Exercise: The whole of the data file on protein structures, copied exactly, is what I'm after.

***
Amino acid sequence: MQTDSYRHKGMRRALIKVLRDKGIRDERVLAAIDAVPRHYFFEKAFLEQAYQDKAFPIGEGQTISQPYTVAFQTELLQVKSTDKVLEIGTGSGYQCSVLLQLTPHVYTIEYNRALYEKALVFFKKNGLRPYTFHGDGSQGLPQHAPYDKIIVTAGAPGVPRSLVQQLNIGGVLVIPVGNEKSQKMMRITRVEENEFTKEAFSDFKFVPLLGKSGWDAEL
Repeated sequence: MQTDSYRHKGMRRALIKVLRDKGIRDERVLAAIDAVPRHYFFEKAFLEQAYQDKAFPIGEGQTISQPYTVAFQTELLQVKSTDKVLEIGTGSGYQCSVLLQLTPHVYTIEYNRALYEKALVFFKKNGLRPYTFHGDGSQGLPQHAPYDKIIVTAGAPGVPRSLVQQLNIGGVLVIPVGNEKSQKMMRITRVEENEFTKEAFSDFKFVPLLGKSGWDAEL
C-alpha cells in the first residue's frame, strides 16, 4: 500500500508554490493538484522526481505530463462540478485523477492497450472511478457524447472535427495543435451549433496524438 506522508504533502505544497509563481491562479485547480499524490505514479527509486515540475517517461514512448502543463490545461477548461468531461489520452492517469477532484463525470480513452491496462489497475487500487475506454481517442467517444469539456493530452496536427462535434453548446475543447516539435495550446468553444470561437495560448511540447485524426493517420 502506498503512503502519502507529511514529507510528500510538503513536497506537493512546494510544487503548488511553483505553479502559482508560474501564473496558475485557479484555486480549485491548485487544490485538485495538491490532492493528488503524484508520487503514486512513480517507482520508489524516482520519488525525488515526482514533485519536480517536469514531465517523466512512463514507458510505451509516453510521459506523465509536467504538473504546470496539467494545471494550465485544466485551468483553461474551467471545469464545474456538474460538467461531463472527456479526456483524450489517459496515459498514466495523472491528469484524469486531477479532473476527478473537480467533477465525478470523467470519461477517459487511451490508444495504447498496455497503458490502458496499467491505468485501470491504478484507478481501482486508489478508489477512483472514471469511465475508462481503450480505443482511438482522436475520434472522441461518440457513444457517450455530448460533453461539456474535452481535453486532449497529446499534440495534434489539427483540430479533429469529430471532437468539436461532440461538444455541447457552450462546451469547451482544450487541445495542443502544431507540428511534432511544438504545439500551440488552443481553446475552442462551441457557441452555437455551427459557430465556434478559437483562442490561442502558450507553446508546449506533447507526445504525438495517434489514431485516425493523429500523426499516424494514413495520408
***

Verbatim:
Amino acid sequence: MQTDSYRHKGMRRALIKVLRDKGIRDERVLAAIDAVPRHYFFEKAFLEQAYQDKAFPIGEGQTISQPYTVAFQTELLQVKSTDKVLEIGTGSGYQCSVLLQLTPHVYTIEYNRALYEKALVFFKKNGLRPYTFHGDGSQGLPQHAPYDKIIVTAGAPGVPRSLVQQLNIGGVLVIPVGNEKSQKMMRITRVEENEFTKEAFSDFKFVPLLGKSGWDAEL
Repeated sequence: MQTDSYRHKGMRRALIKVLRDKGIRDERVLAAIDAVPRHYFFEKAFLEQAYQDKAFPIGEGQTISQPYTVAFQTELLQVKSTDKVLEIGTGSGYQCSVLLQLTPHVYTIEYNRALYEKALVFFKKNGLRPYTFHGDGSQGLPQHAPYDKIIVTAGAPGVPRSLVQQLNIGGVLVIPVGNEKSQKMMRITRVEENEFTKEAFSDFKFVPLLGKSGWDAEL
C-alpha cells in the first residue's frame, strides 16, 4: 500500500508554490493538484522526481505530463462540478485523477492497450472511478457524447472535427495543435451549433496524438 506522508504533502505544497509563481491562479485547480499524490505514479527509486515540475517517461514512448502543463490545461477548461468531461489520452492517469477532484463525470480513452491496462489497475487500487475506454481517442467517444469539456493530452496536427462535434453548446475543447516539435495550446468553444470561437495560448511540447485524426493517420 502506498503512503502519502507529511514529507510528500510538503513536497506537493512546494510544487503548488511553483505553479502559482508560474501564473496558475485557479484555486480549485491548485487544490485538485495538491490532492493528488503524484508520487503514486512513480517507482520508489524516482520519488525525488515526482514533485519536480517536469514531465517523466512512463514507458510505451509516453510521459506523465509536467504538473504546470496539467494545471494550465485544466485551468483553461474551467471545469464545474456538474460538467461531463472527456479526456483524450489517459496515459498514466495523472491528469484524469486531477479532473476527478473537480467533477465525478470523467470519461477517459487511451490508444495504447498496455497503458490502458496499467491505468485501470491504478484507478481501482486508489478508489477512483472514471469511465475508462481503450480505443482511438482522436475520434472522441461518440457513444457517450455530448460533453461539456474535452481535453486532449497529446499534440495534434489539427483540430479533429469529430471532437468539436461532440461538444455541447457552450462546451469547451482544450487541445495542443502544431507540428511534432511544438504545439500551440488552443481553446475552442462551441457557441452555437455551427459557430465556434478559437483562442490561442502558450507553446508546449506533447507526445504525438495517434489514431485516425493523429500523426499516424494514413495520408